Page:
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Development of chemometric multivariate calibration models for spectroscopic quality analysis of biodiesel blends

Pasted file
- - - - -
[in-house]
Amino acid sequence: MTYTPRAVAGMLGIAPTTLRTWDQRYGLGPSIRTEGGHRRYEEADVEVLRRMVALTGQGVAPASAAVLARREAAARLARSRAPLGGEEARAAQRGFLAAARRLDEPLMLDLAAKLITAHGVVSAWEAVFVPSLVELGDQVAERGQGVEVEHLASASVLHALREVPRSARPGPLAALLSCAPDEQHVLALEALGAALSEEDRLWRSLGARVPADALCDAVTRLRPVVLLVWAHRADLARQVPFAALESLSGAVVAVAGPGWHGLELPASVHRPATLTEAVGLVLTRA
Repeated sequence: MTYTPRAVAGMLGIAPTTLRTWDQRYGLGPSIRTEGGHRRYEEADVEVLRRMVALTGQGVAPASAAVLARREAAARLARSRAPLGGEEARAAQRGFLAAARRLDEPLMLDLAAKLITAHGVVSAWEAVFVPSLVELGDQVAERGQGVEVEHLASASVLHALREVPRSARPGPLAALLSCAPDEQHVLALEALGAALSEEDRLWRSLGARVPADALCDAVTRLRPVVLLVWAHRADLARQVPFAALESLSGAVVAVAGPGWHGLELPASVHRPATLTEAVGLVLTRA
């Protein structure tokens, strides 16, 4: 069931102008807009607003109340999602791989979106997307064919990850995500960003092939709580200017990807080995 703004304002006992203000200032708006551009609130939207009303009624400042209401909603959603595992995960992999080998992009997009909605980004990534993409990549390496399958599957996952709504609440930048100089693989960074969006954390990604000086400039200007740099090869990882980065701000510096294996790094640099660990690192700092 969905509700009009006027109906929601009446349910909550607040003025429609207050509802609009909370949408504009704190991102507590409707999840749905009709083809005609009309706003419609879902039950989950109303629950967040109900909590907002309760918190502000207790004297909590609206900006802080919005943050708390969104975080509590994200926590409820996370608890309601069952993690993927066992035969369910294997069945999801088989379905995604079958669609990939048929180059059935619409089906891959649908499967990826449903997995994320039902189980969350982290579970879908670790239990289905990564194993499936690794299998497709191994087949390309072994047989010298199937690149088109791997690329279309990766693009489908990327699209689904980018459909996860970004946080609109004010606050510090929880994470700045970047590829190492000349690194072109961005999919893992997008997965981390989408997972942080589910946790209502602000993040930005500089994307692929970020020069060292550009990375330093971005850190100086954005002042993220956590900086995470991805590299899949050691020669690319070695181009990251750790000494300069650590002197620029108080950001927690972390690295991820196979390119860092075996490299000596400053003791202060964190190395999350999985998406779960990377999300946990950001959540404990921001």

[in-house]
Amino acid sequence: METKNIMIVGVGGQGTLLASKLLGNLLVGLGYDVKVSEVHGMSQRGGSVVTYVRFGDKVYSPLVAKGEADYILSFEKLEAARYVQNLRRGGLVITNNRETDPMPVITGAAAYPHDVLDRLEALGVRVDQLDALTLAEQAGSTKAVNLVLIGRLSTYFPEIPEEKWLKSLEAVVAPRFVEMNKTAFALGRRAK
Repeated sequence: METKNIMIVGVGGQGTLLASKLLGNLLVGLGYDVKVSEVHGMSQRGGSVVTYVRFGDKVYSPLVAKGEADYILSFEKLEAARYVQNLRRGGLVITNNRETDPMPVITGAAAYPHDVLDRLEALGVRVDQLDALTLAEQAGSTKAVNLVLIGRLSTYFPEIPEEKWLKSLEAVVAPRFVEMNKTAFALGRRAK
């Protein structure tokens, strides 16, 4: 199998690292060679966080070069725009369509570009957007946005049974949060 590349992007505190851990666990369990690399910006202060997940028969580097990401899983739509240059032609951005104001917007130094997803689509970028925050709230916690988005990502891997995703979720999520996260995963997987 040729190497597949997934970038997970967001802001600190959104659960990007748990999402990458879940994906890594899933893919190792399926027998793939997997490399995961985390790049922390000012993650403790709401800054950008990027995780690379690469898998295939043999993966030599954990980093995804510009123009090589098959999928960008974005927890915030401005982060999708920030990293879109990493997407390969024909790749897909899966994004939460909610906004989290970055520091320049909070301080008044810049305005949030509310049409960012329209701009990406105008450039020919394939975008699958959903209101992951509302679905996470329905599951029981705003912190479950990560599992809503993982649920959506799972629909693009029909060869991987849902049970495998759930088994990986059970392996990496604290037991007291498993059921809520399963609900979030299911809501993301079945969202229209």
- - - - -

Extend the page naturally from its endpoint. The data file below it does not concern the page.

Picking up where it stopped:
The fact that the biodiesel is produced from renewable resources and environmentally friendly when compared to the fossil-based petroleum diesel, biodiesel has gained an increasing interest. It is mainly produced from a variety of different animal fat and vegetable oil combined with an alcohol in the presence of a homogeneous catalyst and the determination of the quality of the produced biodiesel is as important as its production. Industrial scale biodiesel production plants have been adopted the chromatographic analysis protocols some of which are standard reference methods proposed by official bodies of the governments and international organizations. However, analysis of multi component mixtures by chromatographic procedures can become time consuming and may require a lot of chemical consumption. For this reason, as an alternative, spectroscopic methods combined with chemometrics offer several advantages over classical chromatographic procedures in terms of time and chemical consumption. With the immense development of computer technology and reliable fast spectrometers, new chemometric methods have been developed and opened up a new era for processing of complex spectral data. In this study, laboratory scale produced biodiesel was mixed with methanol, commercial diesel and several different vegetable oils that are used to prepare biodiesels and then several different ternary mixture systems such as diesel-vegetable oil-biodiesel and methanol-vegetable oil-biodiesel were prepared and gas chromatographic analysis of these samples were performed. Then, near infrared (NIR) and mid infrared (FTIR) spectra of the same samples were collected and multivariate calibration models were constructed for each component for all the infrared spectroscopic techniques. Chemometric multivariate calibration models were proposed as genetic inverse least square (GILS) and artificial neural networks (ANN). The results indicate that determination of biodiesel blends quality with respect to chemometric modeling gives reasonable consequences when combined with infrared spectroscopic techniques.